How the Queen Drinks Her Tea: Etiquette Expert Reveals Her Majesty Always Pours the Hot Water and Invites Guests to Add Their Own Milk or Sugar
- Expert claimed yesterday that the secret to a good cup of tea was to put the milk in it first
- Etiquette expert William Hanson today revealed how royalty brew and serve tea
- The best way is to add milk after water and Her Majesty is always serving guests
Etiquette expert William Hanson revealed the rules of brewing and serving a cup of tea to perfection on This Morning.
William, who appeared on the show today, insisted that proper etiquette is to be ‘post-lactarian’ and wait to pour brewed tea into the cup before adding the milk.
He revealed that The Queen will always pour the tea for her guests first, adding that the way you served your tea in the 19th century was a reflection of your social standing.
His comments come after Professor Alan Mackie of the University of Leeds argued that people living in hard water areas should consider using the milk first method in tea brewing, as certain minerals inhibit the formation of flavorings.
Etiquette expert William Hanson has revealed the rules of brewing and serving a cup of tea to perfection
1. First pour the tea into the cup to determine the strength
William said that pouring the tea into the cup is an essential part of the tea process and is called the ‘post-lactar’ method.
He explained: ‘You have to put the tea in an empty cup to see how strong [it is]especially if you didn’t brew the pot yourself or if you didn’t keep an eye on the ball and you don’t know how strong or weak the tea is. ‘
‘So you have to see that first, whether you should leave it in or put some water in it.
So correct, the etiquette we would always say is to be a post-lactator. So first tea and then the lactose. ‘
He revealed that the Queen, pictured in 2017, will always pour the tea for her guests first, but will let her decide how much milk or sugar they prefer.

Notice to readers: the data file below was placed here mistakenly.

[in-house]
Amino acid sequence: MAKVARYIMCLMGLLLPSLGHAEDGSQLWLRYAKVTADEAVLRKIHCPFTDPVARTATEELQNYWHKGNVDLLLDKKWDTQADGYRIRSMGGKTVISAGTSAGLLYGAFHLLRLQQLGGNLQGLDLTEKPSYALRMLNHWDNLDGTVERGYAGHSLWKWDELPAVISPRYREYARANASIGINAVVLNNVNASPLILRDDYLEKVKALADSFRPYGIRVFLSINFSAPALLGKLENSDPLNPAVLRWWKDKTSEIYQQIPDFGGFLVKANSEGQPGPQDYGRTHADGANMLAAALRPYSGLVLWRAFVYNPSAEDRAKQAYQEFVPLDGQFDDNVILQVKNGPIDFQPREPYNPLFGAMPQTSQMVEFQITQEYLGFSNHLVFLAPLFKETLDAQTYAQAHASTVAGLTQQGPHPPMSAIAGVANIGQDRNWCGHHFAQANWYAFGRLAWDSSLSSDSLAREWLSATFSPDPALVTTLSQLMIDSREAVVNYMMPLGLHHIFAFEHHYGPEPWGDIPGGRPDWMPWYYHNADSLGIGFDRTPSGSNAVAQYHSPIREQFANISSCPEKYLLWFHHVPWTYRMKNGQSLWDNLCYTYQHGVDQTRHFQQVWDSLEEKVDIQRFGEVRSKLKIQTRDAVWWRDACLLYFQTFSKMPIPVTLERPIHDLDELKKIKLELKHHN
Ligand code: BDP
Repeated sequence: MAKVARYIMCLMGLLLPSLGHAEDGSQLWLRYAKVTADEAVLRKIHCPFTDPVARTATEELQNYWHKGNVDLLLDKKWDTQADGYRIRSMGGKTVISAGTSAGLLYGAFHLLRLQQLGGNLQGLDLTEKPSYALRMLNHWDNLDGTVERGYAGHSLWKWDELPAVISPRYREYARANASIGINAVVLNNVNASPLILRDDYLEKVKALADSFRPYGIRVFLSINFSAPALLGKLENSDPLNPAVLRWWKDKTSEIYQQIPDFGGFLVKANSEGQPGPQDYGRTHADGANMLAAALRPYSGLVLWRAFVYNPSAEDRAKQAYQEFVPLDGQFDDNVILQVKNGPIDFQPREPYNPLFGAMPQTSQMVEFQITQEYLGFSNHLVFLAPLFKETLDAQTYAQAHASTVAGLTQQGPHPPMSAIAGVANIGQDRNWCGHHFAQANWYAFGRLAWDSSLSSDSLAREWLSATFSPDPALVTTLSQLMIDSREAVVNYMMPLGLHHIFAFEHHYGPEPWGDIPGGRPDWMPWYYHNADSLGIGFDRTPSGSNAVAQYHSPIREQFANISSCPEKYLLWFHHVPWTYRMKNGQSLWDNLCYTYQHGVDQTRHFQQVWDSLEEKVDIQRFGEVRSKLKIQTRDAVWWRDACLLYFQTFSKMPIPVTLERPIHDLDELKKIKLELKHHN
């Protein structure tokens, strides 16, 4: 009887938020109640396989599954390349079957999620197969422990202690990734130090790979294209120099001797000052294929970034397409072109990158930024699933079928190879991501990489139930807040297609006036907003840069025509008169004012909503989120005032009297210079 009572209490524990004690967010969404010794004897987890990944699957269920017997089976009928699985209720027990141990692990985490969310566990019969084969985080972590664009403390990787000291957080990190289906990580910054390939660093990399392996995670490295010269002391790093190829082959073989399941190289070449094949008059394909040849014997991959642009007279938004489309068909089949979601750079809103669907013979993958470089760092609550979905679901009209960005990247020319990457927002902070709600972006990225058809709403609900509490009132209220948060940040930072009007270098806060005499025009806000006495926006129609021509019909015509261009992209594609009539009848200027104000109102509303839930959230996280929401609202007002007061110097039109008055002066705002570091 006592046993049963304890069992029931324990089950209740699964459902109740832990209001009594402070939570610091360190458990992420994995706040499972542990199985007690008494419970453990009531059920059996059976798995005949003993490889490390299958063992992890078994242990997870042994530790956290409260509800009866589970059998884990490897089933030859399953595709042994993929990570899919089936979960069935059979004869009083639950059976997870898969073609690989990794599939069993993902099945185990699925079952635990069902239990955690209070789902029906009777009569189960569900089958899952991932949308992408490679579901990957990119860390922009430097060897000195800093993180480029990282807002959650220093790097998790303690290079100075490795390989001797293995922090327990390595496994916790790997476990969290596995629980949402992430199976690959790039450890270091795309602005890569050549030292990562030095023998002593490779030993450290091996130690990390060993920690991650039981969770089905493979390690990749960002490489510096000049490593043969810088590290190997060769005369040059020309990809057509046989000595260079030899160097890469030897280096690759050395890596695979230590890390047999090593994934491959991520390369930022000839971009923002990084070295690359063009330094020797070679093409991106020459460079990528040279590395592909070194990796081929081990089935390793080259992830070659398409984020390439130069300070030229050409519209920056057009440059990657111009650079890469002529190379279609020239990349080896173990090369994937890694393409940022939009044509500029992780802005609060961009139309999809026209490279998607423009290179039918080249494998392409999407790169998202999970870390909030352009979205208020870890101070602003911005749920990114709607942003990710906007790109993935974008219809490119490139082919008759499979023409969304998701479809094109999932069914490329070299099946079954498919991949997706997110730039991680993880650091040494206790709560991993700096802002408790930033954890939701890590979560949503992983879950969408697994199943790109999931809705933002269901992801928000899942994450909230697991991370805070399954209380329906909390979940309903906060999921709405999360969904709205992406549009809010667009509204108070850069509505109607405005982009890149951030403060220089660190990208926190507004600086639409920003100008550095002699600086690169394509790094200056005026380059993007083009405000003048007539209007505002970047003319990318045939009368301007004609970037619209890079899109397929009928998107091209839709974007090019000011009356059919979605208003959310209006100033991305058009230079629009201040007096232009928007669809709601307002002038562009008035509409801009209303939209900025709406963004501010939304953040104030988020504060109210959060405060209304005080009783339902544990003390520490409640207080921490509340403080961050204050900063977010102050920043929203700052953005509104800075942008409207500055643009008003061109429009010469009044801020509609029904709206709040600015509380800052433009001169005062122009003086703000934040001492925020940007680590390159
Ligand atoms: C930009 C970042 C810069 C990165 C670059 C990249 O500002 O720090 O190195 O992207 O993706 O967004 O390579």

Meanwhile, the etiquette expert went on to say that tea drinkers in the 19th century could determine someone’s social background by how they drank their tea.
William explained, “Supposedly in the Downton era, in the 19th century, the top floor of a house, the aristocracy, would drink from fine china, which was very well made, very expensive. When they put hot liquid in it nothing happened and it was all good. ‘
“But the staff downstairs in the house would drink from slightly cheaper clay cups.
So if the hot liquid went in, the mugs would sometimes crack.
So they first added cold milk as a coolant, so when they put the tea in it, the mug cooled and it didn’t crack.
‘In the 19th century, for example, you could tell someone’s social background from the way they drank tea.’
But despite the suggestion that it was a good method in the Downton Abbey era, William called it a “load of nonsense today.”
He added, “I’ve seen people from very high backgrounds stop their milk first.”
William added that the way you served your tea in the 19th century was a reflection of your social standing
2. Avoid stirring tea with circular motions
The etiquette expert went on to reveal that stirring tea ’round and round’ and making noise was a ‘terrible’ method, saying, ‘We don’t want that.
“Instead, we go back and fourth in a gentle motion of 6/12, 6/12 and a little tap above, then align the spoon with the handle.”
3. Invite guests to pour their own milk and sugar
Meanwhile, William explained that the queen would always be the person to serve tea for guests she meets.
He continued: “Generally in private service, whether it was the royal household or a smart home, or even your own home, it doesn’t matter where – always let the guest put their own milk and sugar in it.
“Some people like a splash of milk, others like milk more than tea, so it’s much nicer to let their guests decide than to do it for them.”
Is adding milk BEFORE boiling water is the secret to the perfect cuppa?
Professor Alan Mackie from the University of Leeds says people living in hard water areas should consider using milk first.
Research conducted in collaboration with INTU, a manufacturer of boiling water taps, has shown that hard water contains minerals that inhibit the formation of flavorings.
But proteins in the milk lower the mineral content of the water, says Professor Mackie, and add flavor to a brew, especially if the water is hard.
“The flavor is generally produced by the various compounds in tea, including tannins in particular,” says Professor Mackie.
The more minerals present in water, the more difficult it is for these compounds to develop the flavor – resulting in the dull cups you get in hard water areas.
Making tea the traditional way – soaking a bag in hot water before taking it out and adding milk – turns the tannins into solids before they can properly develop the flavor.
“But if the milk is added at the beginning of the steeping process, the proteins can bind to the tannins and other minerals in the water – preventing them from solidifying – which in turn gives you a much better taste.”
Hard water, such as that found in London, is rich in calcium and magnesium, while soft water is purer and devoid of these harmless pollutants.
Water is naturally soft when it falls like rain, but collects impurities as it makes its way through the rivers and treatment centers.